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Holt v. Stirling

United States District Court, D. South Carolina, Greenville Division

March 24, 2017

Quentin J. Holt, Petitioner,
v.
Bryan Stirling and Leroy Cartledge, Respondents.

          ORDER

          Timothy M. Cain United States District Judge.

         Petitioner Quentin J. Holt ("Holt"), a state prisoner represented by counsel, is seeking habeas corpus relief pursuant to 28 U.S.C. § 2254. Before the court is the magistrate judge's Report and Recommendation ("Report"), recommending that the court grant Respondent's motion for summary judgment (ECF No. 16) and dismiss Holt's petition (ECF No. 24). The parties were advised of their right to file objections to the Report. (ECF No. 24 at 18). Holt filed timely objections (ECF No. 28), and Respondents have responded to those objections (ECF No. 32). Accordingly, this matter is now ripe for review.

         The Report has no presumptive weight and the responsibility to make a final determination remains with this court. See Mathews v. Weber, 423 U.S. 261, 270-71 (1976). In the absence of objections to the Report, this court is not required to provide an explanation for adopting the recommendation. See Camby v. Davis, 718 F.2d 198, 199 (4th Cir. 1983). Rather, "in the absence of a timely filed objection, a district court need not conduct a de novo review, but instead must only satisfy itself that there is no clear error on the face of the record in order to accept the recommendation." Diamond v. Colonial Life & Ace. Ins. Co., 416F.3d310, 315 (4th Cir. 2005) (quoting Fed.R.Civ.P. 72 advisory committee's note).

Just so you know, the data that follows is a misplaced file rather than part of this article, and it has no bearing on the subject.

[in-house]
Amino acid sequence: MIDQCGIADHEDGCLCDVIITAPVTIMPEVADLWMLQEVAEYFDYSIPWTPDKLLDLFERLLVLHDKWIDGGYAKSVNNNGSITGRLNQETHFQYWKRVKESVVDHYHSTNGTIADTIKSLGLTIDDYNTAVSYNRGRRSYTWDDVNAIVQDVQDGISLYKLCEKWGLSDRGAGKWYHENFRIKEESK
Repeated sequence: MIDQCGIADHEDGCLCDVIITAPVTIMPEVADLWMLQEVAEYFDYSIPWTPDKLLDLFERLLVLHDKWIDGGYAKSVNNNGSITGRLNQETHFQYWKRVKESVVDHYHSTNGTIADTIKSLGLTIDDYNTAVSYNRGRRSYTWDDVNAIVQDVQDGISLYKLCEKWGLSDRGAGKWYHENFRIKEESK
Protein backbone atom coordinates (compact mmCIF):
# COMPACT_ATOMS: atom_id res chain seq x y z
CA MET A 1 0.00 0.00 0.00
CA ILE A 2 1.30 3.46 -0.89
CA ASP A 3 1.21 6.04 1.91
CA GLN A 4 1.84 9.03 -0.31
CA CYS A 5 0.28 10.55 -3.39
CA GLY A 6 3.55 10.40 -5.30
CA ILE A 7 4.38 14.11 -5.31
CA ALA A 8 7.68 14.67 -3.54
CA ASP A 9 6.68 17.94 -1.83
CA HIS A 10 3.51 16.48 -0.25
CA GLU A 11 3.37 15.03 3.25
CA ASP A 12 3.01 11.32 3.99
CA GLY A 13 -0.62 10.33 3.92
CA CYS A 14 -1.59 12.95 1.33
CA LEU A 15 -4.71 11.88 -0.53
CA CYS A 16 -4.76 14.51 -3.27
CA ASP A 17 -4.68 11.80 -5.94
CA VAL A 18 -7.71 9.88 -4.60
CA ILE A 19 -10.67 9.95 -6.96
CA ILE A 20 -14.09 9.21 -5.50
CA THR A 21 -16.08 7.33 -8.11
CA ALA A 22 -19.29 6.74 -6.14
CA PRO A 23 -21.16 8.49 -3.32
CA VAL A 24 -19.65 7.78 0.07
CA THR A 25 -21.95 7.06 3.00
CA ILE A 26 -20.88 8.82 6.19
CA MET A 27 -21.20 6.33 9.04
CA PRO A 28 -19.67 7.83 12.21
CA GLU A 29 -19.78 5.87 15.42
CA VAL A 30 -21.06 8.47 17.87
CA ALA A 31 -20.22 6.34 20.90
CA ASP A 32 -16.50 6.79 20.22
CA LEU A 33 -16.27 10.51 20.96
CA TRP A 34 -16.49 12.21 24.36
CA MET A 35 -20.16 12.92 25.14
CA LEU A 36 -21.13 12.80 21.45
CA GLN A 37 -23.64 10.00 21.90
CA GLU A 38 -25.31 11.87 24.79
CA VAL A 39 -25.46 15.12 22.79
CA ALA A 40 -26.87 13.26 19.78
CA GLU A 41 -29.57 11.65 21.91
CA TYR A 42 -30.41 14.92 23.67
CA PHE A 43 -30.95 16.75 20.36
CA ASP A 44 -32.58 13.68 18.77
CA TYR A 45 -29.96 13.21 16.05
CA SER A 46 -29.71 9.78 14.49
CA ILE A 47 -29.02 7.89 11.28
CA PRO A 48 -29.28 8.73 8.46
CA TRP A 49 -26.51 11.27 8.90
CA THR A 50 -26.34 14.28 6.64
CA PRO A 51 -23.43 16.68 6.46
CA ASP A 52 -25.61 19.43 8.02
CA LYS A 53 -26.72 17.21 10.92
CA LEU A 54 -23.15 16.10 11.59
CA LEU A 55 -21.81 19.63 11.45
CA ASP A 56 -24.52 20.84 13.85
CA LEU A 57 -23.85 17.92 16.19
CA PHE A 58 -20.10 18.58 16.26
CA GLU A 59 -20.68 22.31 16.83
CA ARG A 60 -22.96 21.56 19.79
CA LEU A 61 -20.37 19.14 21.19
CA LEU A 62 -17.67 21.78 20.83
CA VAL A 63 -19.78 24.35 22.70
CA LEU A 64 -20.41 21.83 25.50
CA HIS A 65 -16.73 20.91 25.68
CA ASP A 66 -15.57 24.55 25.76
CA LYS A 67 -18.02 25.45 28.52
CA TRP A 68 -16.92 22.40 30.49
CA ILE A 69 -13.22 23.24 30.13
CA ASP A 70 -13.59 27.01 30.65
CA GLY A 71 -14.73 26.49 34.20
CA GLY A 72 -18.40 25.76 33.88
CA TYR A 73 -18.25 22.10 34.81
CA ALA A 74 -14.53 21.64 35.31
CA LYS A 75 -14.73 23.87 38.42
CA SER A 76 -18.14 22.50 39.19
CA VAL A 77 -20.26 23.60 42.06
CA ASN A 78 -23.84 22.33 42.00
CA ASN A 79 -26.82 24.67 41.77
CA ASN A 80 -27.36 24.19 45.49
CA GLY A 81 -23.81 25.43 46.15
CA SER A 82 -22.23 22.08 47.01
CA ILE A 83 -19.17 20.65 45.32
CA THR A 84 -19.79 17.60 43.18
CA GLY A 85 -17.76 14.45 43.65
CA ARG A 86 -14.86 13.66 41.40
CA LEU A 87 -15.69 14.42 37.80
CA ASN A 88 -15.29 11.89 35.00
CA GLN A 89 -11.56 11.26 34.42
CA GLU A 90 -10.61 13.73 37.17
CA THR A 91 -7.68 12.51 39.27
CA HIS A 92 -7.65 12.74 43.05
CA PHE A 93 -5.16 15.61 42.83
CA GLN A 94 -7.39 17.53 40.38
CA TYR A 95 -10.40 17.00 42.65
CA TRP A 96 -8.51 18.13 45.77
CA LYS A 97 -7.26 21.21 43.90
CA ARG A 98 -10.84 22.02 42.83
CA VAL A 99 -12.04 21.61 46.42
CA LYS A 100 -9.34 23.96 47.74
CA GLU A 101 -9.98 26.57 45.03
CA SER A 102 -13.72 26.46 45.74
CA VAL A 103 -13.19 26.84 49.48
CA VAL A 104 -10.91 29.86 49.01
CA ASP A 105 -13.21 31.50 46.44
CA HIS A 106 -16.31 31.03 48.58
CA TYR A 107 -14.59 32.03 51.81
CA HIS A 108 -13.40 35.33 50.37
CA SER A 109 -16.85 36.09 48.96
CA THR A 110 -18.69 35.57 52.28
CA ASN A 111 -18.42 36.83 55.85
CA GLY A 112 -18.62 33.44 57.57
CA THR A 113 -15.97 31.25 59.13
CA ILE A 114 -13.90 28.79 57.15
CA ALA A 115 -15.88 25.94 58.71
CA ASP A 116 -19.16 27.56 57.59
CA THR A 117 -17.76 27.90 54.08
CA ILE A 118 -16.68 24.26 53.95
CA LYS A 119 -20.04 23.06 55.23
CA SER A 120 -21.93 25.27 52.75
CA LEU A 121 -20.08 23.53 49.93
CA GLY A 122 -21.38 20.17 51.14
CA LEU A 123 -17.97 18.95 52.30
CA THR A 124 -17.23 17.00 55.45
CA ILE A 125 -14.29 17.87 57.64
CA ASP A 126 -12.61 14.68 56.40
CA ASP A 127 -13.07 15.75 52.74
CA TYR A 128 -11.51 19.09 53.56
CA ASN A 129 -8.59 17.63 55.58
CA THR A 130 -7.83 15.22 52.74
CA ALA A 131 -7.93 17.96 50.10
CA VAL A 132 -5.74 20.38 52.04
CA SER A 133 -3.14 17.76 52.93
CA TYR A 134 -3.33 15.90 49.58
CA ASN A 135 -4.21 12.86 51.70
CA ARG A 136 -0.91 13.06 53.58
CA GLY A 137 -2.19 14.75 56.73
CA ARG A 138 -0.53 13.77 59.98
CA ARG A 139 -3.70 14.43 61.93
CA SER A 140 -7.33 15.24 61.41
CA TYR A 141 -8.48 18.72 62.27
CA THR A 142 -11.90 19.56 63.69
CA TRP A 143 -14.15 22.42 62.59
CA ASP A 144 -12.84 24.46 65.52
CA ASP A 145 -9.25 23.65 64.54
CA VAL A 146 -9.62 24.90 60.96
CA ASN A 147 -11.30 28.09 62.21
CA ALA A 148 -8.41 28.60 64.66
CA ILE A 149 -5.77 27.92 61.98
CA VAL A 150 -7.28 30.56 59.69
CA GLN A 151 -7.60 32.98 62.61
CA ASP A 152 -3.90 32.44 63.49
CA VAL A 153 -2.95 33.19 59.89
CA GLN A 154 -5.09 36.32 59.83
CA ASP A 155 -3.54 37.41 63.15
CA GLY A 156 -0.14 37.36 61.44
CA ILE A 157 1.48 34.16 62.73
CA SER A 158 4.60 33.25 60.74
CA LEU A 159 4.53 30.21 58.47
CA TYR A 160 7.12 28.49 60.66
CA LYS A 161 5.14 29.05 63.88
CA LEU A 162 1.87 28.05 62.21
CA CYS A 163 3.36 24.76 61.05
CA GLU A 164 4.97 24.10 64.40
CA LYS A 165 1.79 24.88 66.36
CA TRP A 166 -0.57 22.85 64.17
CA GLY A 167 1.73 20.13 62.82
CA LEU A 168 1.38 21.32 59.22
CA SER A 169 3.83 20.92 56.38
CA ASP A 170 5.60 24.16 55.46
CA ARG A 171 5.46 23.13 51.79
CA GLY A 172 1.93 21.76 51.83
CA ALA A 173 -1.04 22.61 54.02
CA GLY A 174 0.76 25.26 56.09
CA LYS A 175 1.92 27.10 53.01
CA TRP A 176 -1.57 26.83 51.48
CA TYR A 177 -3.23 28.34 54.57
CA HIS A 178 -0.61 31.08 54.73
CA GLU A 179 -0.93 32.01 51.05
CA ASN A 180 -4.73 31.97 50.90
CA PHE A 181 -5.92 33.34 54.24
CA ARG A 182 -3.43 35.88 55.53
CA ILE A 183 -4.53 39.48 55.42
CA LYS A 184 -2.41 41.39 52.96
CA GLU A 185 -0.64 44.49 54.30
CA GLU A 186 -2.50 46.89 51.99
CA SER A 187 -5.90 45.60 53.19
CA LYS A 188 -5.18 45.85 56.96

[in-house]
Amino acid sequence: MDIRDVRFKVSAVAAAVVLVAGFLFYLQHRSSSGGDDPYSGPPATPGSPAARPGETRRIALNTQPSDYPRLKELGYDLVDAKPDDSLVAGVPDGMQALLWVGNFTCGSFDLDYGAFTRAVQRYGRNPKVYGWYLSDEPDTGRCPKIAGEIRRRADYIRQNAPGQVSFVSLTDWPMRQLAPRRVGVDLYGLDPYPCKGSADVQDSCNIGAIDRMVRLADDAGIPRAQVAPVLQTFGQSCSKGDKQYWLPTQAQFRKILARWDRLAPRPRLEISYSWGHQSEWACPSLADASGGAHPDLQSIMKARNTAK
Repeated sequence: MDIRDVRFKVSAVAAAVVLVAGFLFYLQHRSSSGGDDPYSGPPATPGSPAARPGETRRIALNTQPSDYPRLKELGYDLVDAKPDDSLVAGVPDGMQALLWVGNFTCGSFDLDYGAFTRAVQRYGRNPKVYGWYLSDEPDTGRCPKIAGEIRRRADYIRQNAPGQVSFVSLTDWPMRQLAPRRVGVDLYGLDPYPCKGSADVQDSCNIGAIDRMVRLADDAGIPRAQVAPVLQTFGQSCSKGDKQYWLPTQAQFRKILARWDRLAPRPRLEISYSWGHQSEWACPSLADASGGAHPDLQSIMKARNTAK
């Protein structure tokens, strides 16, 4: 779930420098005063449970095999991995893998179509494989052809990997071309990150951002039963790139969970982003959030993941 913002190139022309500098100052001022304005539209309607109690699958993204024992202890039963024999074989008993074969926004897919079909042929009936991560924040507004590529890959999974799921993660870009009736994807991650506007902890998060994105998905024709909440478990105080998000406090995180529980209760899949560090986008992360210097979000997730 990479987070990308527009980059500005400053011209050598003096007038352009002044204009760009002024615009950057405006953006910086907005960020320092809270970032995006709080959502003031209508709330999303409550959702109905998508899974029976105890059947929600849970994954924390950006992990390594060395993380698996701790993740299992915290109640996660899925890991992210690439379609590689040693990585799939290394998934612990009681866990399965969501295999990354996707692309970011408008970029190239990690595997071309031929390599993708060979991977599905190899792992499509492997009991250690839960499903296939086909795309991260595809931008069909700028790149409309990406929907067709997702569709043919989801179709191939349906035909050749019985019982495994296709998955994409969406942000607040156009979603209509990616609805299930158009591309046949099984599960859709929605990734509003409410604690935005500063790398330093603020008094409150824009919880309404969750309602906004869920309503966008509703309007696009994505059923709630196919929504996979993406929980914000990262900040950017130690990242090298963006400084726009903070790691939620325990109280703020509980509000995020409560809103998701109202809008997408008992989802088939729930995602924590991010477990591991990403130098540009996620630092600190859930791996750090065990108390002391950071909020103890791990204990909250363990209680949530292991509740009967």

I. Background/Procedural History

         The magistrate judge sets forth the background and procedural history in detail in his Report. (Report at 1-7). Briefly, on June 17 and 20, 2009, a confidential informant working with Georgetown Deputy Sheriff Reginald Grant bought crack cocaine from Holt. The controlled buys were audio recorded and the confidential informant was searched before and after the buys, and given the money to purchase the drugs. Deputy Grant and the confidential informant testified at trial.

         After a jury trial on September 20-22, 2010, Holt was convicted of two counts of distribution of cocaine, third offense. He was sentenced to 25 years imprisonment and fined $50, 000. Holt filed a direct appeal and the South Carolina Court of Appeals affirmed Holt's conviction and sentence on April 25, 2012. The remittitur was issued on May 15, 2012. Holt then filed an application for post-conviction relief ("PCR") on July 11, 2012. After a hearing, the PCR court denied Holt relief on February 21, 2104. On September 8, 2014, Holt filed an appeal of the denial of his PCR application. On December 10, 2014, the South Carolina Supreme Court denied Holt's petition for a writ of certiorari. The remittur was issued December 30, 2014. Holt filed a second application for PCR on April 4, 2014. On April 8, 2015, the PCR court denied the application finding it successive and barred by the statute of limitations. A final order of dismissal was filed June 25, 2015. Holt filed this habeas petition on December 9, 2015, raising six grounds for relief.

         II. Discussion